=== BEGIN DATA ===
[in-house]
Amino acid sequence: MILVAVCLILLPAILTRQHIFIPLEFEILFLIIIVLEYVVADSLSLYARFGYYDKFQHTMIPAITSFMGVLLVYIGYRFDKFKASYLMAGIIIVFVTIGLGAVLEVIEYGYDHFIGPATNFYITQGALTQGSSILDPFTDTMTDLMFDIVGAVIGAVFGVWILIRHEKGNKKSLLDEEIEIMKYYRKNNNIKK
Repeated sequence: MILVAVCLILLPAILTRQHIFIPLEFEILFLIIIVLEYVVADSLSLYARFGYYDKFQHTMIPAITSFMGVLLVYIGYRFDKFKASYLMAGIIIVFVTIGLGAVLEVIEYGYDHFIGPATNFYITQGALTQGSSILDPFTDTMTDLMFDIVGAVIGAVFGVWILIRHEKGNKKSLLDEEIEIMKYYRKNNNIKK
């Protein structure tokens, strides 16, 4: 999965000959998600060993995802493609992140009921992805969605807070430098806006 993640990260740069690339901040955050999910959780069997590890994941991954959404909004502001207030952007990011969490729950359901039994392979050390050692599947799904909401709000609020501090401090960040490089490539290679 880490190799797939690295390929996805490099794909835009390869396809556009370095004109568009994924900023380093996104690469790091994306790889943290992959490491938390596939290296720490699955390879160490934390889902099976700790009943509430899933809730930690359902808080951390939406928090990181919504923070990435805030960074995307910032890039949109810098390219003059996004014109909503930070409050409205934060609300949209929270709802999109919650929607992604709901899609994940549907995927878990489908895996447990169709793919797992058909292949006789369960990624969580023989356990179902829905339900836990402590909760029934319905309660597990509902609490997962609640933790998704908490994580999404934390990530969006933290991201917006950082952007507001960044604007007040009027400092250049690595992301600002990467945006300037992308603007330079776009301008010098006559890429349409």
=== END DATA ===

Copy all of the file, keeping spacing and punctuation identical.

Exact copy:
[in-house]
Amino acid sequence: MILVAVCLILLPAILTRQHIFIPLEFEILFLIIIVLEYVVADSLSLYARFGYYDKFQHTMIPAITSFMGVLLVYIGYRFDKFKASYLMAGIIIVFVTIGLGAVLEVIEYGYDHFIGPATNFYITQGALTQGSSILDPFTDTMTDLMFDIVGAVIGAVFGVWILIRHEKGNKKSLLDEEIEIMKYYRKNNNIKK
Repeated sequence: MILVAVCLILLPAILTRQHIFIPLEFEILFLIIIVLEYVVADSLSLYARFGYYDKFQHTMIPAITSFMGVLLVYIGYRFDKFKASYLMAGIIIVFVTIGLGAVLEVIEYGYDHFIGPATNFYITQGALTQGSSILDPFTDTMTDLMFDIVGAVIGAVFGVWILIRHEKGNKKSLLDEEIEIMKYYRKNNNIKK
């Protein structure tokens, strides 16, 4: 999965000959998600060993995802493609992140009921992805969605807070430098806006 993640990260740069690339901040955050999910959780069997590890994941991954959404909004502001207030952007990011969490729950359901039994392979050390050692599947799904909401709000609020501090401090960040490089490539290679 880490190799797939690295390929996805490099794909835009390869396809556009370095004109568009994924900023380093996104690469790091994306790889943290992959490491938390596939290296720490699955390879160490934390889902099976700790009943509430899933809730930690359902808080951390939406928090990181919504923070990435805030960074995307910032890039949109810098390219003059996004014109909503930070409050409205934060609300949209929270709802999109919650929607992604709901899609994940549907995927878990489908895996447990169709793919797992058909292949006789369960990624969580023989356990179902829905339900836990402590909760029934319905309660597990509902609490997962609640933790998704908490994580999404934390990530969006933290991201917006950082952007507001960044604007007040009027400092250049690595992301600002990467945006300037992308603007330079776009301008010098006559890429349409």